• 3
    @Dronz I consider it a mutual training. My cat has me trained so that I give him attention when he tries to get on the keyboard. I have him trained that to get that attention, he will be relocated to my lap - repeatably trying to get on the keyboard means he is moved to the floor, which is an unhappier state than the lap - so he tends to stay on my lap. However, I've noticed that becomes much more difficult if he starts trying to catch my mouse moving across the screen - (since he's not looking for attention anymore) – DoubleDouble Oct 8 '15 at 20:10
  • 5
    I'm on year 2 of this method. It's not working. – Pharap Jun 22 '16 at 21:41
13

The floating judgement box should work - I guess you could double decoy by putting an old keyboard in the box. Got to be irresistible to any cat ;)

enter image description here

10

Providing something that the cat prefers is the only way to solve this problem. My experience is that cats need a boundary that fits them. For example, my cat will sit on my keyboard and stare me down in a challenge if I try to remove her. But if I provide a nice warm box near the computer, she is perfectly happy to have that instead. With all cats, your mileage may vary.

7

I agree that they do it for warmth. I also got a box (although I took it one step further and placed a heating pad under the blanket inside the box at first... the room really was very chilly.)

But they also love attention. Complete, undivided attention. So when O'Toole would stretch out over my keyboard, he knew that (a) I would have to stop whatever I was doing, and (b) That he would receive attention (good or bad, he didn't care; he's a cat.)

I pretty much did the "pick him up and place him elsewhere" routine and was 100% consistent with it. However, when I put him in his box, I'd talk to him and pet him a while so he'd be complacent and not jump right back on the keyboard. He found that it was more rewarding to just go to his box (and I made sure that when he did, I'd fuss over him in a good way) than to get on the keyboard. Of course, he enjoyed that more than me going, "Oh my God O'Toole, really?" and unceremoniously putting him on the floor.

  • 3
    Sure, this is really useful cat psychology, but mostly, upvoted for naming your cat "O'Toole" – underscore_d Oct 11 '15 at 16:06
4

My cats do the same to me when I'm working. I just pick the cat up and place on my lap, then slide my chair back underneath the desk and carry on working. If they don't want to stay there, I'll fetch a shoe box (or a box just a little bit too small for the cat to sit in fully) and put that on my desk.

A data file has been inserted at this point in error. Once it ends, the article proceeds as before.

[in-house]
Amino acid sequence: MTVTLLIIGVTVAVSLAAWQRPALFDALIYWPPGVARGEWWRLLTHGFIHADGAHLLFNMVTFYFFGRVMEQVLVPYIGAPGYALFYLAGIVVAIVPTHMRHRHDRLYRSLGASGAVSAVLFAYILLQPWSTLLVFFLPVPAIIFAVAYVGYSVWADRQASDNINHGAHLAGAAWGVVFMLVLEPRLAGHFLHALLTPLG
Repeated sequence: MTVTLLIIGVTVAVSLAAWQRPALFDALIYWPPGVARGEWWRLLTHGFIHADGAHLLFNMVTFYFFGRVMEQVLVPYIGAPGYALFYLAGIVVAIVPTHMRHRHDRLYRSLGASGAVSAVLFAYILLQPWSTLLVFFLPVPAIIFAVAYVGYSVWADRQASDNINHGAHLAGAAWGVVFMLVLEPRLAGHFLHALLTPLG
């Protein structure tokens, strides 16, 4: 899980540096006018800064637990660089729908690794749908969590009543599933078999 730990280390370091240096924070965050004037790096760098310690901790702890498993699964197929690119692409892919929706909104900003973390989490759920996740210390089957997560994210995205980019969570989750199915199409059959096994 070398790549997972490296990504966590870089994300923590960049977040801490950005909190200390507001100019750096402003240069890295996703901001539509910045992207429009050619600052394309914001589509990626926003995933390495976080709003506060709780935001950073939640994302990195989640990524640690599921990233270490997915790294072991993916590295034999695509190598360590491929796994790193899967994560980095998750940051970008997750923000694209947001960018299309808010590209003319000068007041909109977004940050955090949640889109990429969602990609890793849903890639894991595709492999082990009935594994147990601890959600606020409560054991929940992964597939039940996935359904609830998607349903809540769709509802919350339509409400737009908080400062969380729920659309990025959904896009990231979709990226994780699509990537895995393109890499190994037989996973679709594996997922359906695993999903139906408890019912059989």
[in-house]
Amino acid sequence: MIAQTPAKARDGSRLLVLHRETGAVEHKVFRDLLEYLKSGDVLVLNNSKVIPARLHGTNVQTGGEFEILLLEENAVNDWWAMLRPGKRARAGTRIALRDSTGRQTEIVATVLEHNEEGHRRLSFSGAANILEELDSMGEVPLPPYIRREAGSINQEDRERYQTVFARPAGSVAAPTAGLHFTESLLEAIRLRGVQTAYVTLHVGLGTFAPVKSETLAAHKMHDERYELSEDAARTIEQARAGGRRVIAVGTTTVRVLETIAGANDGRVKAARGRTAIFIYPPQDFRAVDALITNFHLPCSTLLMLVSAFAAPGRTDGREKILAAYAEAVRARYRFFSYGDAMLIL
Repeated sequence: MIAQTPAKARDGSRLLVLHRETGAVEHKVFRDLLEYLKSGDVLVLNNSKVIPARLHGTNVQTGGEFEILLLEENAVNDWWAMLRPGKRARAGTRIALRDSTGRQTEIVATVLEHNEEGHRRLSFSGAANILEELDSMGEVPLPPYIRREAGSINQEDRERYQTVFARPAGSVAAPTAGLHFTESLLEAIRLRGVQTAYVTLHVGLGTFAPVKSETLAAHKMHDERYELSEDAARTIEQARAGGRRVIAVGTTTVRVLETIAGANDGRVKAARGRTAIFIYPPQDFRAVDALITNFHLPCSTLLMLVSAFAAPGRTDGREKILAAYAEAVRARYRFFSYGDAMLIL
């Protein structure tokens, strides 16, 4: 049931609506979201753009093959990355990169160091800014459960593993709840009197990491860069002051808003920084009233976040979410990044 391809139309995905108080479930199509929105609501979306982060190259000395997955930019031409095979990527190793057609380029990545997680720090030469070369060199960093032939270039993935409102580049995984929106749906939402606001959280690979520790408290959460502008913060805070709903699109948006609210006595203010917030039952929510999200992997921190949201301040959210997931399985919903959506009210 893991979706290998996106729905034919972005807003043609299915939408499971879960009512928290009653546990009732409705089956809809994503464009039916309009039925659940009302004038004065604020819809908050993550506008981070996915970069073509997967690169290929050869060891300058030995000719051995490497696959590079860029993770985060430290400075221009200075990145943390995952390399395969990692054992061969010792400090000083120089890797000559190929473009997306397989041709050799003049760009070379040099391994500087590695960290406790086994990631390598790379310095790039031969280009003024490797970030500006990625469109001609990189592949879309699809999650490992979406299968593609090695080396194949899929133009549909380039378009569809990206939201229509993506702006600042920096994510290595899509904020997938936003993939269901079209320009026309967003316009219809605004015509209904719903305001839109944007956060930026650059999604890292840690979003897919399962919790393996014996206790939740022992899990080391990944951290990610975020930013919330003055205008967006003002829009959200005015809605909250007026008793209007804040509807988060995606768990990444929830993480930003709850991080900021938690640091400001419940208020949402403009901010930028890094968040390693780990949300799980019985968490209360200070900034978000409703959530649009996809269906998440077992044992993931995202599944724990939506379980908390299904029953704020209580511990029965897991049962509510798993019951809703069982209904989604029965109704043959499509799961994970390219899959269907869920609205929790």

4

Does your cat have spot-on flea/worm prevention (or other unpleasant medication, ideally given more frequently)? If so, keep it in a box next to the keyboard, for application when scheduled. You may reach into the box a make the medication make its noise when the cat jumps onto the desk and it will soon leave the room. (I have to get the flea prevention out of the foil when the cat is out of the house, otherwise she recognises the noise and is out through the catflap in an instant).

3

If its just a keyboard and not a laptop, find any box the right shape and size which will leave a gap between the bottom (once inverted) and the keyboard, keep it in the room. When you leave the room, invert it over the keyboard - you might find the cat sitting on the box when you return, but at least he won't be typing for you while you're absent.

In my experience, whilst a cat might choose to occupy a box you've provided for them to sit in, with a comfy cushion or not, they don't continue to occupy it, it's just a five minute wonder, so blocking access to the keyboard is better.

1

Over the years my desk cats seem to want two things: a "frame" and attention – they seem to like warmth too, but since the last of my CRTs is long gone the heat from my laptop doesn't seem to be as big a draw as the other too. My current cat likes to lie between my arms, so he doesn't do much typing…

But, I've had luck with other cats with putting a placemat just beyond my keyboard. The cat has a frame and can feel my attention (or so I think). If I put the placemat off to the side the cat doesn't seem to like it as much.

1

Fashion a box over the keyboard in the manner of the kind used when learning how to touch type. That is, you reach the keys through the open side but your view is blocked.

Then, either make the box sturdy enough so the can can sit atop that, joining you while you work without interfering; or Put sticky-side-up painter's tape on top to disuade the cat from parking there.

  • 2
    In addition to being an investment of labour in return for inconvenience, this excludes cat-cohabitors who haven't mastered touch-typing. Besides, it only solves for literal definitions of on; I imagine many consider {a cat on a keyboard} functionally equivalent to {a cat on a box on a keyboard}. – underscore_d Oct 11 '15 at 16:10
  • 1
    Unless you also intend to use screenreader software for the blind, it will be impossible to work if the cat is sitting on the box as the cat will be obscuring the view of the monitor. – Micheal Johnson Oct 11 '15 at 20:50
  • 1
    That depends on the details of the geometry. The keyboard should be lower or the screen higher. – JDługosz Oct 11 '15 at 22:51
1

Turn the keyboard upside down when not in use.

protected by michaelpri Oct 7 '15 at 23:02

Thank you for your interest in this question. Because it has attracted low-quality or spam answers that had to be removed, posting an answer now requires 10 reputation on this site (the association bonus does not count).

Would you like to answer one of these unanswered questions instead?

Not the answer you're looking for? Browse other questions tagged or ask your own question.